Of particular focus is the manic maneuvering of the George McGovern campaign during the Miami convention as they sought to ensure the nomination despite attempts by the Hubert Humphrey campaign and other candidates to block McGovern. Thompson began his coverage of the campaign in December, 1971, just as the primaries were beginning, from a rented apartment in Washington, DC (a situation he compared to "living in an armed camp, a condition of constant fear"). Over the next 12 months, in voluminous detail, he covered every aspect of the campaign, from the smallest rally to the raucous conventions.
Because of the freewheeling nature of the campaign, a 1st-generation fax machine was procured at great expense by the magazine for Thompson. Dubbing it "the mojo wire", he used it to extend the writing process precariously close to printing deadlines, often haphazardly sending in notes mere hours before the magazine went to press. Fellow writers and editors would have to assemble the finished product with him over the phone. Thompson employed a number of unique literary styles, including vulgarity and hyperbole. Despite his unconventional style, the book is considered a hallmark of campaign journalism and helped launch his role as a popular political observer.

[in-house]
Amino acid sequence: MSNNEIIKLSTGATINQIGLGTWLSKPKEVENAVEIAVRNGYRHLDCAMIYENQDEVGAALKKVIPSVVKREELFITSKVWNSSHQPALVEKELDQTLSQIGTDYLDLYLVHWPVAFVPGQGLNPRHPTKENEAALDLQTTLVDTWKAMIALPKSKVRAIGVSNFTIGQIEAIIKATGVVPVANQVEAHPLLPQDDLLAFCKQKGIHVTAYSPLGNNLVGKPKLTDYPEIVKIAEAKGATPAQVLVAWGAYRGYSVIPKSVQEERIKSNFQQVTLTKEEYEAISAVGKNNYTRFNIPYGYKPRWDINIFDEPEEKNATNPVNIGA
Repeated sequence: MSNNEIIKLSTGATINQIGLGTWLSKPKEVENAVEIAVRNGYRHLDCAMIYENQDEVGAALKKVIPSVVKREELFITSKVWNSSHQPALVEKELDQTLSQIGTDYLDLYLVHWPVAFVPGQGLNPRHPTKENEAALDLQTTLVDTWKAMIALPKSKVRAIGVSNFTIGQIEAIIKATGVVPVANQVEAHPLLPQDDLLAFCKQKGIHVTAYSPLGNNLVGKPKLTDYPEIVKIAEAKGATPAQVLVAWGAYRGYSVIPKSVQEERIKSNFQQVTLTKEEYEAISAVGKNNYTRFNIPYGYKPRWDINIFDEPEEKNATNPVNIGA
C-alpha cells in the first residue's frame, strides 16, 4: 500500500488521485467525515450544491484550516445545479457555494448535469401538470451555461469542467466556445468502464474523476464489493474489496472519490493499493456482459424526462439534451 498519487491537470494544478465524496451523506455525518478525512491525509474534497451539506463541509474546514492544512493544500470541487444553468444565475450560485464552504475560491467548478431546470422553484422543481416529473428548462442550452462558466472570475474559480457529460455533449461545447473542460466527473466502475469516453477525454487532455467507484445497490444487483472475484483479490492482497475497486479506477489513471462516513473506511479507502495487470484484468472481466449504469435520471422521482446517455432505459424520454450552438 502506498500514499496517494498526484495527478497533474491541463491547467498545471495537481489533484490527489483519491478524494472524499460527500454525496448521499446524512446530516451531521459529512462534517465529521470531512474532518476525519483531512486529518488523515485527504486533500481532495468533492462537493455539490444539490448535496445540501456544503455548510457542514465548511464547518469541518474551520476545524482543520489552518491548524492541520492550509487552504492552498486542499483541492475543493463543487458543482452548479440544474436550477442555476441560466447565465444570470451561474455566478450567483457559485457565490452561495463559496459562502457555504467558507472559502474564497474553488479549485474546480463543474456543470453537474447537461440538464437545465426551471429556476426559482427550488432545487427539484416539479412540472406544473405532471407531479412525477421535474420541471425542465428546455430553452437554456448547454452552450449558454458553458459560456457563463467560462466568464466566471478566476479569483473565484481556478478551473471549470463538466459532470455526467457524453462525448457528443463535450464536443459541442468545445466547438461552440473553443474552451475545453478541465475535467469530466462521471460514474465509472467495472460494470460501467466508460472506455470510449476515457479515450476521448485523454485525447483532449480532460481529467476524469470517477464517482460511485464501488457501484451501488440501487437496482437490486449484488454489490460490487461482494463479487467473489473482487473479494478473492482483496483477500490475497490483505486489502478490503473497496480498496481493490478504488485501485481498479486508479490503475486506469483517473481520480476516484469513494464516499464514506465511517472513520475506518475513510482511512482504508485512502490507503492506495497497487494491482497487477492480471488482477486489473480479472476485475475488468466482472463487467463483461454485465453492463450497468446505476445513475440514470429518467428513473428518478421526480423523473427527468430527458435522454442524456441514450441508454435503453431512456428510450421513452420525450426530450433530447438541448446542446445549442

The Democratic Party formed around Andrew Jackson in 1828 as the party representing the frontier and the common man. George McGovern, a senator from South Dakota, was nominated by the Democrats in 1972 as a peace candidate, but he lost heavily in November to Richard Nixon. Hubert Humphrey was a liberal Democrat who served in the United States Senate from Minnesota until being elected vice-president in 1964.